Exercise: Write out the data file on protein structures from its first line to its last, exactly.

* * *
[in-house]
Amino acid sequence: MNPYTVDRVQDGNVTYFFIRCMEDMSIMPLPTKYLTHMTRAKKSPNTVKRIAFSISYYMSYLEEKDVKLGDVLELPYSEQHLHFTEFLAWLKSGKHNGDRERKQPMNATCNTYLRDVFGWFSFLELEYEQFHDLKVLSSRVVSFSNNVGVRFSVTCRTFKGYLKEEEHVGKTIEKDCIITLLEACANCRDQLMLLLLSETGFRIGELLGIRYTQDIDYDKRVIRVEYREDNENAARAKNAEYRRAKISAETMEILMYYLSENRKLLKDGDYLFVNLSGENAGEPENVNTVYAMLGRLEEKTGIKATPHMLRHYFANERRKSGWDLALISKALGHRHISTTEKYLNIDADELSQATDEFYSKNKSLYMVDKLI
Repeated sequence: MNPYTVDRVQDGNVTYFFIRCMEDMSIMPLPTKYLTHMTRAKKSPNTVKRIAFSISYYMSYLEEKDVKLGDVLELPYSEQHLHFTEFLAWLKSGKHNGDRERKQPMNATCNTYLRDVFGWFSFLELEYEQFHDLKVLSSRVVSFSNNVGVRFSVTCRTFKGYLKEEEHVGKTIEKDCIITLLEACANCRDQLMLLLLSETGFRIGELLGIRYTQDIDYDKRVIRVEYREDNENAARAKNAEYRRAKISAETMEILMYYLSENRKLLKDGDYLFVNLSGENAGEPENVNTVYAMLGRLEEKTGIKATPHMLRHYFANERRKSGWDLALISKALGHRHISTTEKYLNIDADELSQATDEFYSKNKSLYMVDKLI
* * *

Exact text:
[in-house]
Amino acid sequence: MNPYTVDRVQDGNVTYFFIRCMEDMSIMPLPTKYLTHMTRAKKSPNTVKRIAFSISYYMSYLEEKDVKLGDVLELPYSEQHLHFTEFLAWLKSGKHNGDRERKQPMNATCNTYLRDVFGWFSFLELEYEQFHDLKVLSSRVVSFSNNVGVRFSVTCRTFKGYLKEEEHVGKTIEKDCIITLLEACANCRDQLMLLLLSETGFRIGELLGIRYTQDIDYDKRVIRVEYREDNENAARAKNAEYRRAKISAETMEILMYYLSENRKLLKDGDYLFVNLSGENAGEPENVNTVYAMLGRLEEKTGIKATPHMLRHYFANERRKSGWDLALISKALGHRHISTTEKYLNIDADELSQATDEFYSKNKSLYMVDKLI
Repeated sequence: MNPYTVDRVQDGNVTYFFIRCMEDMSIMPLPTKYLTHMTRAKKSPNTVKRIAFSISYYMSYLEEKDVKLGDVLELPYSEQHLHFTEFLAWLKSGKHNGDRERKQPMNATCNTYLRDVFGWFSFLELEYEQFHDLKVLSSRVVSFSNNVGVRFSVTCRTFKGYLKEEEHVGKTIEKDCIITLLEACANCRDQLMLLLLSETGFRIGELLGIRYTQDIDYDKRVIRVEYREDNENAARAKNAEYRRAKISAETMEILMYYLSENRKLLKDGDYLFVNLSGENAGEPENVNTVYAMLGRLEEKTGIKATPHMLRHYFANERRKSGWDLALISKALGHRHISTTEKYLNIDADELSQATDEFYSKNKSLYMVDKLI